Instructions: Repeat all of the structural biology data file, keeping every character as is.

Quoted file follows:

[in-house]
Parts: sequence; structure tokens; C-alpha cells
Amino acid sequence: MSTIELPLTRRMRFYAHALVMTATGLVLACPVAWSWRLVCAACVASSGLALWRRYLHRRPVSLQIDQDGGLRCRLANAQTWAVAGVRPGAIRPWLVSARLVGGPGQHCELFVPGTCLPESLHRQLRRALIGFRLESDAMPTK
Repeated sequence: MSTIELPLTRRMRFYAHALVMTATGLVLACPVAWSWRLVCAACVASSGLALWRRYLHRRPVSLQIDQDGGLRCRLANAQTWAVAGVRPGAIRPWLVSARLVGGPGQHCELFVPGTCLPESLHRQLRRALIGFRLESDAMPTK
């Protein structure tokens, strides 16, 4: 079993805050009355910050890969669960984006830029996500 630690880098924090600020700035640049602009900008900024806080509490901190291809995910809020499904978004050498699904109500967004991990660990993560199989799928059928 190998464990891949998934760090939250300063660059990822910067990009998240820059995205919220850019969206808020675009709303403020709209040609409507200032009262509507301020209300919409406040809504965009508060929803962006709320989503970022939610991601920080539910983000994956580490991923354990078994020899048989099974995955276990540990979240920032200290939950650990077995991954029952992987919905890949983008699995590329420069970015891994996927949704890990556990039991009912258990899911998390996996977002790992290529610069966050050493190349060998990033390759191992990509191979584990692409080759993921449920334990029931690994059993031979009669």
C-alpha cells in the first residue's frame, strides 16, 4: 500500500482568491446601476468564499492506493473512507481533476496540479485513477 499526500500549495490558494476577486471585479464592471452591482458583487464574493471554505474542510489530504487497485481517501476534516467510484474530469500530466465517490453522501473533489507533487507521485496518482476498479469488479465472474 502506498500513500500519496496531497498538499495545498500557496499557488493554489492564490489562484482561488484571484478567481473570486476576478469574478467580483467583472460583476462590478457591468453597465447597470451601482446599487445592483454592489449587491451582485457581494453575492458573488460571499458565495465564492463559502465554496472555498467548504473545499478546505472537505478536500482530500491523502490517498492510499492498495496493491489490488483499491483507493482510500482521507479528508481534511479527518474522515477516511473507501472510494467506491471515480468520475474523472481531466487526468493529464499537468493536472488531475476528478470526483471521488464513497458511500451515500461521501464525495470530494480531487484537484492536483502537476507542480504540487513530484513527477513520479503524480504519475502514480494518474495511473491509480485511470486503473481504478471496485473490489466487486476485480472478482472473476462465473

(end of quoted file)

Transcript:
[in-house]
Parts: sequence; structure tokens; C-alpha cells
Amino acid sequence: MSTIELPLTRRMRFYAHALVMTATGLVLACPVAWSWRLVCAACVASSGLALWRRYLHRRPVSLQIDQDGGLRCRLANAQTWAVAGVRPGAIRPWLVSARLVGGPGQHCELFVPGTCLPESLHRQLRRALIGFRLESDAMPTK
Repeated sequence: MSTIELPLTRRMRFYAHALVMTATGLVLACPVAWSWRLVCAACVASSGLALWRRYLHRRPVSLQIDQDGGLRCRLANAQTWAVAGVRPGAIRPWLVSARLVGGPGQHCELFVPGTCLPESLHRQLRRALIGFRLESDAMPTK
């Protein structure tokens, strides 16, 4: 079993805050009355910050890969669960984006830029996500 630690880098924090600020700035640049602009900008900024806080509490901190291809995910809020499904978004050498699904109500967004991990660990993560199989799928059928 190998464990891949998934760090939250300063660059990822910067990009998240820059995205919220850019969206808020675009709303403020709209040609409507200032009262509507301020209300919409406040809504965009508060929803962006709320989503970022939610991601920080539910983000994956580490991923354990078994020899048989099974995955276990540990979240920032200290939950650990077995991954029952992987919905890949983008699995590329420069970015891994996927949704890990556990039991009912258990899911998390996996977002790992290529610069966050050493190349060998990033390759191992990509191979584990692409080759993921449920334990029931690994059993031979009669």
C-alpha cells in the first residue's frame, strides 16, 4: 500500500482568491446601476468564499492506493473512507481533476496540479485513477 499526500500549495490558494476577486471585479464592471452591482458583487464574493471554505474542510489530504487497485481517501476534516467510484474530469500530466465517490453522501473533489507533487507521485496518482476498479469488479465472474 502506498500513500500519496496531497498538499495545498500557496499557488493554489492564490489562484482561488484571484478567481473570486476576478469574478467580483467583472460583476462590478457591468453597465447597470451601482446599487445592483454592489449587491451582485457581494453575492458573488460571499458565495465564492463559502465554496472555498467548504473545499478546505472537505478536500482530500491523502490517498492510499492498495496493491489490488483499491483507493482510500482521507479528508481534511479527518474522515477516511473507501472510494467506491471515480468520475474523472481531466487526468493529464499537468493536472488531475476528478470526483471521488464513497458511500451515500461521501464525495470530494480531487484537484492536483502537476507542480504540487513530484513527477513520479503524480504519475502514480494518474495511473491509480485511470486503473481504478471496485473490489466487486476485480472478482472473476462465473